Sherlock and Watson’s descendants—Charlotte and James—find themselves in the midst of a familiar mystery with a modern twist in Brittany Cavallaro’s debut novel, A Study in Charlotte.
Pierce Brown’s Red Rising trilogy ends with a bang, not a whimper, in Morning Star.
The princess in C.J. Redwine’s The Shadow Queen needs no prince to save her, thank you very much.
Grab some tissues (not the whole box) for this surprisingly romantic read from Alexandra Coutts.
The main character in Eric Lindstrom’s Not If I See You First is blind—in more ways than one.
Jennifer Niven's All The Bright Places is beautifully written, but the ending misses the mark.
Amie Kaufman and Jay Kristoff’s Illuminae features terrifying accidents in space, an artificial intelligence gone rogue, biochemical warfare, and the power of love.
Go back to a time when traveling 20 miles per day was extraordinary and the Oregon Trail was (much) more menacing than a 2-D video game with Rae Carson’s Walk on Earth a Stranger.
Teenage Sherlock meets a female Moriarty in Heather W. Petty’s debut novel Lock & Mori.
The second book in Ellie Marney’s Every series, Every Word, does not fall prey to the dreaded Bridge Book Blues. In fact, it might even be better than the first (which is saying something).
Denial, Anger, Depression, Bargaining, Acceptance: The Five Stages of Andrew Brawley, by Shaun David Hutchinson.
Fill up yer canteens and oil up yer Colt pistols before you head out on the trail with Erin Bowman’s Vengeance Road.
Lori Rader-Day takes a look at the darker side of small-town living—and high school memories—in Little Pretty Things.
Adam Silvera’s debut novel More Happy Than Not holds no punches and tugs at the heartstrings.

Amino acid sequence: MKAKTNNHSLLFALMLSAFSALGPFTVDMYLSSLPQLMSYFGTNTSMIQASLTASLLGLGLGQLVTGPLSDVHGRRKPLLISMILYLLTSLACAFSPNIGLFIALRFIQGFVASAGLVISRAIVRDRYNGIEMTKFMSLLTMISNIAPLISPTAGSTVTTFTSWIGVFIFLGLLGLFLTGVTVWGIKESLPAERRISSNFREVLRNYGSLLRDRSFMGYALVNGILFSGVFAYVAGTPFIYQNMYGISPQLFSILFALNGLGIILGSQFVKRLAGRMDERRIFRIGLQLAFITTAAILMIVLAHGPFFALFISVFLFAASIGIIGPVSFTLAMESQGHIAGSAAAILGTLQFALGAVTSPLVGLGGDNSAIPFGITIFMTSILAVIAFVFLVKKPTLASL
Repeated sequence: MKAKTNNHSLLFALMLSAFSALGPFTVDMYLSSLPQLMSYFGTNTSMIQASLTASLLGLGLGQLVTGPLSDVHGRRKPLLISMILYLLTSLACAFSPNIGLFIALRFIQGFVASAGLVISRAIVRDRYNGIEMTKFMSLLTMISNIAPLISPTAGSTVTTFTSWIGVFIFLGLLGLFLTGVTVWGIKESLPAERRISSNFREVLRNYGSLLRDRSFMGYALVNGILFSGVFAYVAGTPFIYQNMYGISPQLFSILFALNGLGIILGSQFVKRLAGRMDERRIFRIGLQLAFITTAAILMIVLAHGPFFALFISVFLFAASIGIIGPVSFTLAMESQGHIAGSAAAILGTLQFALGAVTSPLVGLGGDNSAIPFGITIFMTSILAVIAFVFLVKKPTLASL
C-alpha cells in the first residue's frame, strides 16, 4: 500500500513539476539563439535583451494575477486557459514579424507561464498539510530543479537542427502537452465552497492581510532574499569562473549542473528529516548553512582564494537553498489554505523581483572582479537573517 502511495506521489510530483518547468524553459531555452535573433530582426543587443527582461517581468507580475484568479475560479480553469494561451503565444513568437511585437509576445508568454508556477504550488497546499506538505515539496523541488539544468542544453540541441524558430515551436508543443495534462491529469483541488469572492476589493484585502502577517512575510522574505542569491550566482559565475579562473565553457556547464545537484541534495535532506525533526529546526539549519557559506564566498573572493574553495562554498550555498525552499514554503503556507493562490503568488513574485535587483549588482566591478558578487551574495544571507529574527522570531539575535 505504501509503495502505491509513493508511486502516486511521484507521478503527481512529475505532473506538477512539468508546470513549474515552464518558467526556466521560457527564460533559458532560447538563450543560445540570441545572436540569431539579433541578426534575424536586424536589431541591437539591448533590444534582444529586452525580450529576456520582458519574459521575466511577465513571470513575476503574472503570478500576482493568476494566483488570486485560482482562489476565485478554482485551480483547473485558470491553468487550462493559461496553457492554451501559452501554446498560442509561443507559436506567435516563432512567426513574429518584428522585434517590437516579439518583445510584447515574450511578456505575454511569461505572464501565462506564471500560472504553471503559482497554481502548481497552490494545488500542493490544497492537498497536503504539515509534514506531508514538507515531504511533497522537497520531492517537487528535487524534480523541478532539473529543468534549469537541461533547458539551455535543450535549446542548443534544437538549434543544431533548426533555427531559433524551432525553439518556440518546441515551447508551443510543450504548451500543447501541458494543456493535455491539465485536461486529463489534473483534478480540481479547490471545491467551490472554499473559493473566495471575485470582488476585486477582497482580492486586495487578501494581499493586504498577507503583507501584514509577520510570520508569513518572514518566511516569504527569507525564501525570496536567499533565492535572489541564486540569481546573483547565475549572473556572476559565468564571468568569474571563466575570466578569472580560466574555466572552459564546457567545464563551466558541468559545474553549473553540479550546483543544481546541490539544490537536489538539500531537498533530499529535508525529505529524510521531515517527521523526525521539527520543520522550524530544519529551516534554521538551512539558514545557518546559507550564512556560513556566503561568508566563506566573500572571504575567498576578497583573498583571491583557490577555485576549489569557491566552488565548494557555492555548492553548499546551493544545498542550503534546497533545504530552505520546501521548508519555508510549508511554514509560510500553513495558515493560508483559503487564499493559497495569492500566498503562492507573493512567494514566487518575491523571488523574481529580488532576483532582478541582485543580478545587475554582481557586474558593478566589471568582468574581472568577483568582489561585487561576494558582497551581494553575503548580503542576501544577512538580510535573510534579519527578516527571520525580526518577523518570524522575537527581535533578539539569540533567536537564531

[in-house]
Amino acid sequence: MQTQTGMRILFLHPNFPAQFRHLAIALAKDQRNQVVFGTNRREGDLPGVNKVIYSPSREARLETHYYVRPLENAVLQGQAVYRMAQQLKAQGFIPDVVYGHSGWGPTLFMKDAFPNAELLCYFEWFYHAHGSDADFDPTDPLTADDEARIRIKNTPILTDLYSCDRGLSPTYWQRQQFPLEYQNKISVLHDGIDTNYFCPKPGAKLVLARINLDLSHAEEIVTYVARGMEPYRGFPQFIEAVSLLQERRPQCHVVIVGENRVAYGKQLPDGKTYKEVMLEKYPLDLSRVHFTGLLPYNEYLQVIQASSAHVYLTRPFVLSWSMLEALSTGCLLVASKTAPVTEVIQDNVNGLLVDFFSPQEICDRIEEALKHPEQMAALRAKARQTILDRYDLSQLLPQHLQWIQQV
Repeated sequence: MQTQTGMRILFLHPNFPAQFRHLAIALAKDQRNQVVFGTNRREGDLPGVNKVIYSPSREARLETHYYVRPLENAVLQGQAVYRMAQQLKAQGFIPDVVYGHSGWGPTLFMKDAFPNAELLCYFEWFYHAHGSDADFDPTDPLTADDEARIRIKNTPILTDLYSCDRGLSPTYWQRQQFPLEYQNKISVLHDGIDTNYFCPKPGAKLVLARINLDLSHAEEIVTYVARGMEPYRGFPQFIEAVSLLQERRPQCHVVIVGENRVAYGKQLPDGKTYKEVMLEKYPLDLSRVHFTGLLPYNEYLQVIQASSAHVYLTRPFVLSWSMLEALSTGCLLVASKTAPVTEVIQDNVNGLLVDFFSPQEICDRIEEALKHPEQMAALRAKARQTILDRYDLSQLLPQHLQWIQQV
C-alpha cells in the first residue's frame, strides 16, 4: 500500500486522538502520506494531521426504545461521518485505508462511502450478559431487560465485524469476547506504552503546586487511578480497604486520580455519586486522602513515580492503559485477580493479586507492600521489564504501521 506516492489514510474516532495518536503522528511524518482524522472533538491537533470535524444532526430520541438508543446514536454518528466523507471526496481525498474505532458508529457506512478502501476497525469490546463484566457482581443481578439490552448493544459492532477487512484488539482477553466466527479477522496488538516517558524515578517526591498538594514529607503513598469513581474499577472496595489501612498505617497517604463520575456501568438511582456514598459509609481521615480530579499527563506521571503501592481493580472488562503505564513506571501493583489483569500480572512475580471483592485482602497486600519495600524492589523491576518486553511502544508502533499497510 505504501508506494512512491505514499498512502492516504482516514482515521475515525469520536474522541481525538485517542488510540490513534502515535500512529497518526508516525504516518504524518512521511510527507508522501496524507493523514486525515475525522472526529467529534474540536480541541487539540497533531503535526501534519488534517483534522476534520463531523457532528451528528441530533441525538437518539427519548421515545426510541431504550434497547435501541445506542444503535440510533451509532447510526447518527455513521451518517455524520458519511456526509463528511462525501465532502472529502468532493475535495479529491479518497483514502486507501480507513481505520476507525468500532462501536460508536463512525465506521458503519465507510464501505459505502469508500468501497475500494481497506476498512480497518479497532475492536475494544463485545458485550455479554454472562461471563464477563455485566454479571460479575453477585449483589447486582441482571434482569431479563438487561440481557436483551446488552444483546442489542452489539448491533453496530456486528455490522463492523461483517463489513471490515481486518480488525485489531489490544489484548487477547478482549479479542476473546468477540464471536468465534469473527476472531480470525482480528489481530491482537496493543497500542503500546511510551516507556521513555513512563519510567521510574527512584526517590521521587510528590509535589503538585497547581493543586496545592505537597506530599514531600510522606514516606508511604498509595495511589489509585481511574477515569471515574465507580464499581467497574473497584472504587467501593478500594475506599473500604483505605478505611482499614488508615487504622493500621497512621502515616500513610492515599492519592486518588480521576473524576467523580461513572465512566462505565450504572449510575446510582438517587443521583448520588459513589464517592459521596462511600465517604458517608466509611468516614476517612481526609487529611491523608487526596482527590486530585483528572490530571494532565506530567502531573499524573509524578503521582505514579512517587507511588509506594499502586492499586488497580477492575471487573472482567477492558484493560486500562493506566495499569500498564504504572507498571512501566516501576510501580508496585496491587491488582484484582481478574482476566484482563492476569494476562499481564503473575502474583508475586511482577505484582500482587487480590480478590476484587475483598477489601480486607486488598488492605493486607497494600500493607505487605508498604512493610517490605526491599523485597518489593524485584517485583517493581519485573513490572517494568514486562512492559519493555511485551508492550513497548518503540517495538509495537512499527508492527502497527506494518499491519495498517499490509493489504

Michaela MacColl returns with another mystery based on the real life of a literary lady with The Revelation of Louisa May.
We're here for you in this time of loss. Just let The Boy in the Black Suit take care of the arrangements.
Look past the odd character names in Justine Larbalestier’s Razorhurst, and you’ll find an action-packed historical novel with a little paranormal business thrown in for flavor.
The first season of this horror anthology is a little bit scary, a lotta bit weird, and an all-around interesting way to spend some free time.
Grab those tissues and get ready to go on a road trip with Gayle Forman's latest, I Was Here.
There Will Come a Time, by Carrie Arcos.
Alexandra Monir’s Suspicion was inspired by the likes of Daphne du Maurier’s Rebecca and a fascination with the British peerage system.
Mandy C. is super glad she didn’t have to travel to another dimension to read Claudia Gray’s A Thousand Pieces of You (but she totally would have).
Suzanne Myers’ debut novel Stone Cove Island suggests that the past can come back to bite you at the least opportune of times.
Sometimes you just can’t help who you fall for.
Author Bethany Neal stops by with a list of her favourite dead characters in YA!
In Every Breath, author Ellie Marney brings the suspense and the swoon.
Amy Zhang's debut novel Falling Into Place explores the life -- and death -- of a mean girl.
Melissa Marr’s Made For You is a book you want to read in the middle of the day, with all of the lights on.
Pack your bags for a trip to Blackfin, where mysterious circuses can be found in the woods and dead girls don’t stay that way.
Adele Griffin’s The Unfinished Life of Addison Stone tells the story of an unusual girl through the recollections of her friends, family and acquaintances.